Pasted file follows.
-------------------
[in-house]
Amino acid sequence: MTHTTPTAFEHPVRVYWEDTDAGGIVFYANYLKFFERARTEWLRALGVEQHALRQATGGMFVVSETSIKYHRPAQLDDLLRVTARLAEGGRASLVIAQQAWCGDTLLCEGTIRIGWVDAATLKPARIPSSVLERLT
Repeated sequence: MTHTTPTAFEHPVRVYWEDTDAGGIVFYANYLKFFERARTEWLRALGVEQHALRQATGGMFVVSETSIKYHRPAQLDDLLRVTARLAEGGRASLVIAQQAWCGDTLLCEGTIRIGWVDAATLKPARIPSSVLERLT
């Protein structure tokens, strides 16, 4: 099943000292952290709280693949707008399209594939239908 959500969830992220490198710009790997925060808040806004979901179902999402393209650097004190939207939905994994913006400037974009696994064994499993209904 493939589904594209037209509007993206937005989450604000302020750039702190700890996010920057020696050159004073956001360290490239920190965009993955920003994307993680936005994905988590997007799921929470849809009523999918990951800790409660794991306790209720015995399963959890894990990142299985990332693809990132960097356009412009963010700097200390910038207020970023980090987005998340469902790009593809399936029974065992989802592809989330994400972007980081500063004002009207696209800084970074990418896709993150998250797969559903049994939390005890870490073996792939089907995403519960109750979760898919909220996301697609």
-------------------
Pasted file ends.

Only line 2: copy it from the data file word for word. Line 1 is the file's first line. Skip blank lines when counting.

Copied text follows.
Amino acid sequence: MTHTTPTAFEHPVRVYWEDTDAGGIVFYANYLKFFERARTEWLRALGVEQHALRQATGGMFVVSETSIKYHRPAQLDDLLRVTARLAEGGRASLVIAQQAWCGDTLLCEGTIRIGWVDAATLKPARIPSSVLERLT